William Yellowhead | The Canadian Encyclopedia


William Yellowhead

William Yellowhead (also known as Musquakie), Ojibwe Hereditary Chief (died 11 January 1864 at the Rama Reserve, Canada West). William Yellowhead was the Hereditary Chief of the Lake Simcoe Ojibwe and contributed to the creation of the Chippewa Tri-Council.

Life and Legacy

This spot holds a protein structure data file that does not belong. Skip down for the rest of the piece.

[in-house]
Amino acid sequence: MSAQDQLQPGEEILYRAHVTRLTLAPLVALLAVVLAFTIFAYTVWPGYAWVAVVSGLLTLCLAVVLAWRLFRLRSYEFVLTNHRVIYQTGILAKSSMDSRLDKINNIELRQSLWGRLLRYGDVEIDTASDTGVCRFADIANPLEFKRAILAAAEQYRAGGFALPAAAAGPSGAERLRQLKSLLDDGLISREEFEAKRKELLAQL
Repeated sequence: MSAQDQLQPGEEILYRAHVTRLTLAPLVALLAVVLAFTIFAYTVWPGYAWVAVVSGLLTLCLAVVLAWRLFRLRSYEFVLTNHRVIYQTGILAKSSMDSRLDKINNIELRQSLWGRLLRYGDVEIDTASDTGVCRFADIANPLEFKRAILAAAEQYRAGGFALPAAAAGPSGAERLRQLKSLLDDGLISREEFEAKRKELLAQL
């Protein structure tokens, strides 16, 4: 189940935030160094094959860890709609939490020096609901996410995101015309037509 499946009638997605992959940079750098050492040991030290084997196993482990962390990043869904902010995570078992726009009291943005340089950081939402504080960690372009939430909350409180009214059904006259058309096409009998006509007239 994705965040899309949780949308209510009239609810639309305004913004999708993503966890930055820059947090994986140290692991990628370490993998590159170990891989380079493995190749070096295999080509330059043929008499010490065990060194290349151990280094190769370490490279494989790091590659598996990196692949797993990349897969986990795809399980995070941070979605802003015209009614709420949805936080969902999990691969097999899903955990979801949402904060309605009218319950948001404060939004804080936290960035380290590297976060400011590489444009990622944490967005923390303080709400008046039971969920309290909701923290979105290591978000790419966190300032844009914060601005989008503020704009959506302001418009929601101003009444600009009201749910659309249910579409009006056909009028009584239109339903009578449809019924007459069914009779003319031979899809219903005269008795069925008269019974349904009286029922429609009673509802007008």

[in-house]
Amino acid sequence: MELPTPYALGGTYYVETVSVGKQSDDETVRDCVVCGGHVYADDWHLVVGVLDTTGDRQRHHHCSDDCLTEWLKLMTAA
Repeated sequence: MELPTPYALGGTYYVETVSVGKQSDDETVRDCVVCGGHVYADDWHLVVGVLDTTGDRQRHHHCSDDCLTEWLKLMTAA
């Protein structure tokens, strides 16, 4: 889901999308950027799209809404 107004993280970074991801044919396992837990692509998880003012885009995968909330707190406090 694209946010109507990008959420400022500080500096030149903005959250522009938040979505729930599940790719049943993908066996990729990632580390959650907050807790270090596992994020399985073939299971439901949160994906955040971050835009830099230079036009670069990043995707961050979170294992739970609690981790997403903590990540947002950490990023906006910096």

During the War of 1812, William Yellowhead, then in his thirties or forties, fought for the British. He had his jaw shattered by a musket ball. Yellowhead succeeded his father as Hereditary Chief of the Lake Simcoe Ojibwe (now Chippewas of Rama First Nation) in 1818 (see also First Nations in Ontario; Reserves in Ontario). He served as Chief for his community until 1844. Early in his time as Hereditary Chief, he was a signatory to the Lake Simcoe-Nottawasaga Treaty No. 18 (see also Upper Canada Land Surrenders). Additionally, he contributed to the creation of the Chippewa Tri-Council, an alliance of three Chippewa communities that continues to this day. He converted to Methodism in the late 1820s but later became an Anglican. As Hereditary Chief he kept the great wampum belt which recorded the final peace between the Ojibwe and the Haudenosaunee.

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